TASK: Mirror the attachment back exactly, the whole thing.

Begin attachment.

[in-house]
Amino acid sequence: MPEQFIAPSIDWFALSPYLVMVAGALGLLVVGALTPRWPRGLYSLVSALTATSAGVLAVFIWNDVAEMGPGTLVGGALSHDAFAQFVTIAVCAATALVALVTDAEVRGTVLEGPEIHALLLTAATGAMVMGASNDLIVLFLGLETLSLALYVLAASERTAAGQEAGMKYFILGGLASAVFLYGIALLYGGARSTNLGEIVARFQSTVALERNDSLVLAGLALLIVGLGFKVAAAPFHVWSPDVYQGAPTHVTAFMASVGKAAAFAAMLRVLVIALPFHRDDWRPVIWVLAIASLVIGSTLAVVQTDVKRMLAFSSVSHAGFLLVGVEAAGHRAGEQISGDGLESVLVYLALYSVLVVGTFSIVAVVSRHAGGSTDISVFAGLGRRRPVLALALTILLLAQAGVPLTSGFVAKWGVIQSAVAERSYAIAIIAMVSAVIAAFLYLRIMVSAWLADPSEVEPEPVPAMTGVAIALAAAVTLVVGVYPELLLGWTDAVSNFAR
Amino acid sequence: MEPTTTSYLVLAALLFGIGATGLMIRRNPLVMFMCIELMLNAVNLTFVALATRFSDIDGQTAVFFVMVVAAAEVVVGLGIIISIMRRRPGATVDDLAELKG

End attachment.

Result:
[in-house]
Amino acid sequence: MPEQFIAPSIDWFALSPYLVMVAGALGLLVVGALTPRWPRGLYSLVSALTATSAGVLAVFIWNDVAEMGPGTLVGGALSHDAFAQFVTIAVCAATALVALVTDAEVRGTVLEGPEIHALLLTAATGAMVMGASNDLIVLFLGLETLSLALYVLAASERTAAGQEAGMKYFILGGLASAVFLYGIALLYGGARSTNLGEIVARFQSTVALERNDSLVLAGLALLIVGLGFKVAAAPFHVWSPDVYQGAPTHVTAFMASVGKAAAFAAMLRVLVIALPFHRDDWRPVIWVLAIASLVIGSTLAVVQTDVKRMLAFSSVSHAGFLLVGVEAAGHRAGEQISGDGLESVLVYLALYSVLVVGTFSIVAVVSRHAGGSTDISVFAGLGRRRPVLALALTILLLAQAGVPLTSGFVAKWGVIQSAVAERSYAIAIIAMVSAVIAAFLYLRIMVSAWLADPSEVEPEPVPAMTGVAIALAAAVTLVVGVYPELLLGWTDAVSNFAR
Amino acid sequence: MEPTTTSYLVLAALLFGIGATGLMIRRNPLVMFMCIELMLNAVNLTFVALATRFSDIDGQTAVFFVMVVAAAEVVVGLGIIISIMRRRPGATVDDLAELKG